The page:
Wednesday, February 9, 2011

Glow in the dark surgery

As most of our mothers tell us, we all have a little light within us. We should really let it shine.

Whether that little light inside is real or not I don’t know. But now researchers are investigating a way to truly light us up from within.

A new fluorescent liquid is being developed by the University of California's San Diego School of Medicine. When the liquid is injected  into a patient it makes the nerves glow. This way the nerves are ten times more visible than with the naked eye alone. It can help surgeons from accidentally nicking nerves during surgery.

The glowing substance helps to provide a clear and accurate map of the patients inside nervous system.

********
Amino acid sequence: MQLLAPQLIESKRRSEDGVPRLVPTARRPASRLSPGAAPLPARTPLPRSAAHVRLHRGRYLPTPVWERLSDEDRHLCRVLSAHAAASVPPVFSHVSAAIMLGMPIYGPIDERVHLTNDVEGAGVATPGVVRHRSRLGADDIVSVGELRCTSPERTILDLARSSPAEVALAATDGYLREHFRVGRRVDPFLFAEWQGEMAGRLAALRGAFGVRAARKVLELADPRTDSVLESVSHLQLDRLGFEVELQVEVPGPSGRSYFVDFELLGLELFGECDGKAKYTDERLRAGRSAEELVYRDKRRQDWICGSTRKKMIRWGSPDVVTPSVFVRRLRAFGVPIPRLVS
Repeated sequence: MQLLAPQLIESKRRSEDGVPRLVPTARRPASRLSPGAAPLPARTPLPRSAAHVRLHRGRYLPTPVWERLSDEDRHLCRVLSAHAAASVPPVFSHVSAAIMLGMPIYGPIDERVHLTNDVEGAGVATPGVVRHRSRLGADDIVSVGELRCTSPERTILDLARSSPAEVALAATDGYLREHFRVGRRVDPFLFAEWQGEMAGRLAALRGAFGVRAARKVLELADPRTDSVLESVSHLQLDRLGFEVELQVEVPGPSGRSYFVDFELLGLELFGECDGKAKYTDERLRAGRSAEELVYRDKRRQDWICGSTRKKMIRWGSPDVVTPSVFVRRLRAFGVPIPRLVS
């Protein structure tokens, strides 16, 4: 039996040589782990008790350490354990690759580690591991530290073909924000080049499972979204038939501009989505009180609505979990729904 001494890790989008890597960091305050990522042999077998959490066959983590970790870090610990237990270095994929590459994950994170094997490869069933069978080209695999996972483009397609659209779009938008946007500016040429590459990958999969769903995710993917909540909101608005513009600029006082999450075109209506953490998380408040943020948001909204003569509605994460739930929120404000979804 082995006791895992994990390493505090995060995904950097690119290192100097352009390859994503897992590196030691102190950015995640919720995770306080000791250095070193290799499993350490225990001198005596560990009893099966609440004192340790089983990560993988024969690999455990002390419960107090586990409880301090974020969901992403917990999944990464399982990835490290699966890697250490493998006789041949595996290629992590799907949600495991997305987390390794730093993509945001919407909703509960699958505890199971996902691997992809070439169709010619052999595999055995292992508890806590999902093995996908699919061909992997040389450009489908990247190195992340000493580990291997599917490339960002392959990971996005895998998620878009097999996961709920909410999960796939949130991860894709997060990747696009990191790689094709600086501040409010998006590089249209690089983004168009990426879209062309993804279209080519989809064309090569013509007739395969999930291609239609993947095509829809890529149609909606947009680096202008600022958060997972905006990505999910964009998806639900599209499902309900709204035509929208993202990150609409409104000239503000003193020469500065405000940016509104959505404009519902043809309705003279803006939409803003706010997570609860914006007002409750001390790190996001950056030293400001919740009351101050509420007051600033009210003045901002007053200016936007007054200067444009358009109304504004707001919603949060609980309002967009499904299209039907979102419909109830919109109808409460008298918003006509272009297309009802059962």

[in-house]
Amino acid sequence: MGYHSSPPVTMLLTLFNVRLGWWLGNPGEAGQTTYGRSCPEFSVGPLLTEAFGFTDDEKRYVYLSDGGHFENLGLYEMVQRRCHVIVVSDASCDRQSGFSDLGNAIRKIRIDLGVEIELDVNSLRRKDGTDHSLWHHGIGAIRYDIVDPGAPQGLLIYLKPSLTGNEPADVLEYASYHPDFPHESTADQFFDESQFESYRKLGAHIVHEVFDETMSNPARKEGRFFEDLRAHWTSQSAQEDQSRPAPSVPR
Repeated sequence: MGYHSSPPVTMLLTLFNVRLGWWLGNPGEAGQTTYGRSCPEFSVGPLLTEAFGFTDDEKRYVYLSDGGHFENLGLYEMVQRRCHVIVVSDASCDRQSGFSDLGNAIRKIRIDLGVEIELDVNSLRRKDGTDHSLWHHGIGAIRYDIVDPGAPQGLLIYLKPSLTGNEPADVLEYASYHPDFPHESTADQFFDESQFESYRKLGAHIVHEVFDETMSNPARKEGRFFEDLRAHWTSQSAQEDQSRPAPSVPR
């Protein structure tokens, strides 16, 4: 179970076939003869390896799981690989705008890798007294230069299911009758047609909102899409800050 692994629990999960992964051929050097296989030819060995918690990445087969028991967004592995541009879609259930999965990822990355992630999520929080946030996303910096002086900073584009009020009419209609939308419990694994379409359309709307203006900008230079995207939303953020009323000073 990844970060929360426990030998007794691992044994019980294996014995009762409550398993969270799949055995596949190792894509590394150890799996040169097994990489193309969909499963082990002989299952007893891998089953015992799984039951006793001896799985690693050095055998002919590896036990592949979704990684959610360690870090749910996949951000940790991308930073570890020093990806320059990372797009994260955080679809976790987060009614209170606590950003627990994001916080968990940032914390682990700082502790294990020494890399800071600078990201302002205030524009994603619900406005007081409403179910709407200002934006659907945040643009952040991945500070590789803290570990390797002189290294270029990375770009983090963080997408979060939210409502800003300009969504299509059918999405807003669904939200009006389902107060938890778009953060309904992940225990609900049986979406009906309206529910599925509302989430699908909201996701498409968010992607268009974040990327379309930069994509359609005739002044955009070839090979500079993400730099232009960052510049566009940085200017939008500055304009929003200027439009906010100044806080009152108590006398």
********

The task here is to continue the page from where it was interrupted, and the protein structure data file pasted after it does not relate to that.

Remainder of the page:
If we could only wear this look to parties. We’d be the coolest ones in the room.

One current method for avoiding nerve damage during surgery is  electromyographic monitoring. It uses electrodes to locate major nerves but small ones go undetected.

Another, even less accurate strategy is for surgeons to avoid nerves based solely on their knowledge of the human body. This method leads to problems as nerve placement can vary from one person to the next. 

According to the Daily Mail the substance has been used successfully on mice with no known side effects.
It has not been tried on human patients as of yet. But if it can be proved successful in humans a large majority of accident nerve damage can be avoided.